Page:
• Goods are of ‘Satisfactory quality’ if they reach the standard a reasonable person would expect taking into account the price and any description.
    - The law says that goods that are of satisfactory quality are free from minor defects, have good appearance and finish and are durable, safe and fit for all the purposes for which such goods are commonly supplied.
  • In addition to being fit for their every day purpose goods should be fit for any specific purpose you agreed with the seller at the time of sale [for example, if you specifically asked for a printer that was compatible with your computer]

So say, for example, that prompted by their earnest, heartfelt and passionate pleas for money on Panorama I were to buy 'She's So Lovely' by Scouting For Girls. As a consumer, I have a right to expect that the data will reach the standard a reasonable person would expect of it.


As a piece of new music from the esteemed Sony corporation, I would expect it to be wholly original, to have lyrics that express something about the human condition and for it to cause a positive emotion to be generated in my brain.
Sadly, very little about the track can be called original.

It shares a title with a 1997 John Travolta film about a violent ex-husband causing trouble for his remarried wife. The Band's name is a 'repurposing' of the title chosen by Baden-Powell for his handbook establishing the boy scout movement only with 'girls' instead of 'boys', presumably in order to emphasise the band's affinity with kerb-crawlers and pimps.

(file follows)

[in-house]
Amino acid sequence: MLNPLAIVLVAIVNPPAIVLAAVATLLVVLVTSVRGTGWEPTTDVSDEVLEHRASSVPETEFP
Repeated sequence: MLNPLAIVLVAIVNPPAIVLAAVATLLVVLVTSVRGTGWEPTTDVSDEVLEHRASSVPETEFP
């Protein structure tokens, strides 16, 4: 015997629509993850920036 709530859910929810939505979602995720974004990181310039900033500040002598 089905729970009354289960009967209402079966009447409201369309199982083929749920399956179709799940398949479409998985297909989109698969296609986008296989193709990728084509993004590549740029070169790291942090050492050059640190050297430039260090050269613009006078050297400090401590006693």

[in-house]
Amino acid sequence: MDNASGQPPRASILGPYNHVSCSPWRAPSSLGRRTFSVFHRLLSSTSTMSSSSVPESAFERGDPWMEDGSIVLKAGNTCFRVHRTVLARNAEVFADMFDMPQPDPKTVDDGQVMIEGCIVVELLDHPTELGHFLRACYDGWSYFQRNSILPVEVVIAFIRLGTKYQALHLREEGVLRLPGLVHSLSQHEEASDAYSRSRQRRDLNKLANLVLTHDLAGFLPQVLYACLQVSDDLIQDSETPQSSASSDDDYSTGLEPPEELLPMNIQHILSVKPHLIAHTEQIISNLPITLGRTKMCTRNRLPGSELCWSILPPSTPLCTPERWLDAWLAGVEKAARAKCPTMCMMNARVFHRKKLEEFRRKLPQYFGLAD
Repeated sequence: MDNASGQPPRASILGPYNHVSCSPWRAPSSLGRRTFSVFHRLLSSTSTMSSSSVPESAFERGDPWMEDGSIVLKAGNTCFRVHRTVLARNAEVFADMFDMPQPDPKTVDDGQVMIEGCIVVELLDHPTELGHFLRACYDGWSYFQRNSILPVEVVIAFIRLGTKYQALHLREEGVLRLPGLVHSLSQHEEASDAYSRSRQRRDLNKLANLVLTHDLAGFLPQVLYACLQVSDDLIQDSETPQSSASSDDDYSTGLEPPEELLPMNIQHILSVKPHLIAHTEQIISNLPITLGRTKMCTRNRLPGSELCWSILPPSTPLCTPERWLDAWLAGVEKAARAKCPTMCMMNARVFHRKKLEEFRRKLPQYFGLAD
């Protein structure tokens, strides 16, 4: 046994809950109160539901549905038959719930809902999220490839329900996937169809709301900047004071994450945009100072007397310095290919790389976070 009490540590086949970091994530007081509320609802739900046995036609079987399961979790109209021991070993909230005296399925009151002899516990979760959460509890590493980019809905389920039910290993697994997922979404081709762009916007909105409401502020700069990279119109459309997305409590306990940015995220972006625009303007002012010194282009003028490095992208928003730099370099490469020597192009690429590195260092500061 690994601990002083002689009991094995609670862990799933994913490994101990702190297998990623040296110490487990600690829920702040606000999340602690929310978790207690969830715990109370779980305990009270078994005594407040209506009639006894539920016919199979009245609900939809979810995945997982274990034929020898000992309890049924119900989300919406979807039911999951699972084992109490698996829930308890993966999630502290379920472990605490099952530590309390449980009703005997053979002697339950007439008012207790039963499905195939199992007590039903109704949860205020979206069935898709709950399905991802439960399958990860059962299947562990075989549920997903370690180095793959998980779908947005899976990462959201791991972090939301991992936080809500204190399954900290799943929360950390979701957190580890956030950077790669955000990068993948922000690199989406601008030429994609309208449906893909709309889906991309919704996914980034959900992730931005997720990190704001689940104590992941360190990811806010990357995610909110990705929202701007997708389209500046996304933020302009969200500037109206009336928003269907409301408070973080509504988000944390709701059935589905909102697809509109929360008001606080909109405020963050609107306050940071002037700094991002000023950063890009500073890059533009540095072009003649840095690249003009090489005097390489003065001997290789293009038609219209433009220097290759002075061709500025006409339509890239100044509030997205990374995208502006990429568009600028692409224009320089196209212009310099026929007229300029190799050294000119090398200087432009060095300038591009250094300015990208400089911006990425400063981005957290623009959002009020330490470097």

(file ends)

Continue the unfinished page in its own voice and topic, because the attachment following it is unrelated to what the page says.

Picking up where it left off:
Musically, the song is built around a four chord progression (G, C, Am, D) which is repeated for most of the duration. As any pop musician will know, the actual musical content of a chord sequence is not in the notes but in the progression - and this progression: from the 1st to the 5th to the minor 2nd to the 7th, while less common than the 1st, 7th, minor 9th, 5th sequence found in the majority of pop songs, is not new or original. It can be found (though with less repetitions) in 'True Love Will Never Fade' by Mark Knopfler, 'An Eluardian Instance' by Of Montreal, 'I'm Set Free' by the Velvet Undergound, 'Three Little Bears' by Jimi Hendrix and 'There Is A Light That Never Goes Out' by The Smiths among a host of others. The topline melody of the chorus consists of four notes: D, C, B and A with the latter two repeated one after the other for the majority of the tune - only adding the D and C to spice things up a little at the end. The song is in standard 4/4 time.

Given that there is nothing in the music that we can identify as uniquely original, perhaps we should turn to the lyrics. As a consumer, I have a right to expect that they should be 'fit for the purpose for which such goods are commonly supplied'. As such, and as words deliberately arranged into a meaningful order, I can expect that they should convey something with a reasonable degree of skill.

I quote:

"A stunner

I want her

Was she this fit When she was ten years younger?

Come see me,


She says she's got a trick or two to teach me

I don't know how we'll make it through this (repeated)

I think that you are lovely"